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  Today Online 31 Jul 07
Coral nursery off Semakau
Broken fragments to be re-grown close to dumping grounds
Nazry Bahrawi

Straits Times 31 Jul 07
Coral nursery for garbage island
By Shobana Kesava

NParks website 27 Jul 07
Job vacancies at the coral nursery

Channel NewsAsia 30 Jul 07
Singapore unveils first coral nursery to conserve underwater habitat

SINGAPORE : Singapore now has a coral nursery. It is located on the shores off Semakau Island on Singapore's southern coast. Its aim is to conserve and grow the country's natural corals.

It is estimated that three-fifths of Singapore's reefs off its southern coast have been lost over the past 200 years because of rapid economic growth.

So a two-year conservation effort is trying to reverse that effect. It is focusing on using fragments of naturally-broken hard coral to protect existing reefs.

The location has been chosen because of the amount of light and oxygen available to the corals, so that they can grow and spawn. The corals are placed about three metres under the seawater at mid-tide on the seabed.

Scientists hope that after a year, the corals can be transplanted to reefs around Singapore's southern coast. They believe the coral will grow to form part of a new coral reef.

To maximise the chances of success, the coral is grown on the rubble and is then secured onto plastic platforms. This will make sure they are protected.

"That will immediately remove the impact of sediments, which otherwise would accumulate around them. And we'll also secure the fragments so that they don't roll about. This helps to stabilise them and improve their chances of survival," said Professor Chou Loke Ming, Department of Biological Sciences, National University of Singapore (NUS).

Helping other species survive also has other benefits.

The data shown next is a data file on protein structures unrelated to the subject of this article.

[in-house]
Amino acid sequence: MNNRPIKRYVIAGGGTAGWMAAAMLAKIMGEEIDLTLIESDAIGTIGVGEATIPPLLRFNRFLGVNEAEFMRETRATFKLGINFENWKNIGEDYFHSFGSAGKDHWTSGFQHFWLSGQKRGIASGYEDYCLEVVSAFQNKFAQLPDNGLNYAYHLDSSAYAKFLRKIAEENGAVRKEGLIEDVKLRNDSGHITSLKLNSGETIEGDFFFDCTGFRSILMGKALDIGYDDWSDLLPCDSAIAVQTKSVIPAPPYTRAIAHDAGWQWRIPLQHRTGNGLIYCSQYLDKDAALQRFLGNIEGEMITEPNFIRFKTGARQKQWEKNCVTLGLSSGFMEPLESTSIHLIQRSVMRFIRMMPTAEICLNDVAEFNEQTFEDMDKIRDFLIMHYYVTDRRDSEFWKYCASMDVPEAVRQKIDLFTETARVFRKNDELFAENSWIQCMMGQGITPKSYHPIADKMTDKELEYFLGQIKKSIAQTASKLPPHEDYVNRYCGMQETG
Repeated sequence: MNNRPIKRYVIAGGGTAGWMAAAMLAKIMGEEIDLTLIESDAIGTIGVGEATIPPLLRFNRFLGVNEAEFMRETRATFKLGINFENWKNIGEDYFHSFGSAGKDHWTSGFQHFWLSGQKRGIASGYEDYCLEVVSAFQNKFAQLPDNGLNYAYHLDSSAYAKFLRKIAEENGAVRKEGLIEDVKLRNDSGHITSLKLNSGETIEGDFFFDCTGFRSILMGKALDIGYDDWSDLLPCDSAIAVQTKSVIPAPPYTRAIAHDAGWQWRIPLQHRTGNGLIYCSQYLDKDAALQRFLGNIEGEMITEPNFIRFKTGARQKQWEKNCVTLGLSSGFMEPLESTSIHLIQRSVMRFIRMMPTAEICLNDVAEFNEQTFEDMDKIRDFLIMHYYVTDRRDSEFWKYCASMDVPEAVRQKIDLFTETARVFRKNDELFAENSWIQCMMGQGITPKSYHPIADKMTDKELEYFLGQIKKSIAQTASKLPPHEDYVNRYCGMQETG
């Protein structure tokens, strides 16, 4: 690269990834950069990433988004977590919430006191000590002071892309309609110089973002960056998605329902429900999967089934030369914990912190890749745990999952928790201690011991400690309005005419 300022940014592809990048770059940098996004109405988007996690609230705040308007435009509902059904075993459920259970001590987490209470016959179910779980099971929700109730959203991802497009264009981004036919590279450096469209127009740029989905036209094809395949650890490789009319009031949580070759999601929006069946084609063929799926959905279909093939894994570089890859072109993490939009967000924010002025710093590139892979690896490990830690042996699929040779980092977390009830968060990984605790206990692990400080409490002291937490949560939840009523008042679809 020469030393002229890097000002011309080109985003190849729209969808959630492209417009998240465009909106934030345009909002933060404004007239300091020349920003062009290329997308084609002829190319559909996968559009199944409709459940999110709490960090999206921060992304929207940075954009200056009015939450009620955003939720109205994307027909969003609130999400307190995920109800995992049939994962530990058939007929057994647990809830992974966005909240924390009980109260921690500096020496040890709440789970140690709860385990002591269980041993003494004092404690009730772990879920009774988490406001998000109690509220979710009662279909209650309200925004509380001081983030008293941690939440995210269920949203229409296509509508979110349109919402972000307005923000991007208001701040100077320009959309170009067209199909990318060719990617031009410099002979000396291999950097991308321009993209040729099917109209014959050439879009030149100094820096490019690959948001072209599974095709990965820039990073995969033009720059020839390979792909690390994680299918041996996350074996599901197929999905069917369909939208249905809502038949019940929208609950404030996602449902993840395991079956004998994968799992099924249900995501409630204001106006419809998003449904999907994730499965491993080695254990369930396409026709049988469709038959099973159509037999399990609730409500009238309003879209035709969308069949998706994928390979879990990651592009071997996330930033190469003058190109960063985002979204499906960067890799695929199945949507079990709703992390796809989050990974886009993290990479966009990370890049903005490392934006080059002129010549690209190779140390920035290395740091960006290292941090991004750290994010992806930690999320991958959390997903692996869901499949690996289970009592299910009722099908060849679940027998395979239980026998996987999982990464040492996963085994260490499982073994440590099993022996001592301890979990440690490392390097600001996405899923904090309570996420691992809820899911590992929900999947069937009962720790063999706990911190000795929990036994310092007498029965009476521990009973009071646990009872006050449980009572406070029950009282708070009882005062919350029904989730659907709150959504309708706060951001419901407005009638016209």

According to the project partners, chemical compounds are found in corals as well as in the organisms living on them. These compounds can also be used to test for contaminants in developing drugs and vaccines.

So project organisers, NParks, NUS and Keppel Corporation, hope more corals can lead to more opportunities to grow Singapore's bio-chemical industry. - CNA /ls

Today Online 31 Jul 07
Coral nursery off Semakau
Broken fragments to be re-grown close to dumping grounds
Nazry Bahrawi nazry@mediacorp.com.sg

IT HOUSES Singapore's first offshore dumping ground, but now Pulau Semakau will also be the site of the country's first coral nursery.

A stone's throw away about 100 metres from the Semakau landfill, the underwater nursery will become the surrogate home of coral fragments broken by passing vessels or other forces. If left unattached, these fragments will die.

So, in the next few weeks, experts from the National Parks Board, Keppel Corporation and National University of Singapore three of four corporations involved in the project will scour the waters off Singapore for such fragments.

The National Environment Agency, will provide expertise in water quality management, which includes monitoring pollution in the area around the nursery. Keppel Corporation will donate $250,000 over the next two years to fund the project.

At the nursery, these collected fragments will be tied down to test beds and allowed to grow in a controlled environment, away from boats and ships. About a year later, fragments that are large and healthy enough will then be transplanted to naturally occurring reefs around Singapore.

The site off Semakau, to the south of Singapore, was chosen for two reasons: It already houses a thriving coral population, and provides just the right amount of light and oxygen they need to grow.

At yesterday's launch, Minister of State for National Development Grace Fu hailed the project as a good example of how the Republic can balance economic development with environmental conservation.

"Through careful management, we have allowed a rich marine ecological system to thrive side-by-side with a landfill. Now, we can also boast of having a coral nursery close to the landfill," she said.

Conserving the coral reefs can also help Singapore's thriving biomedical research industry.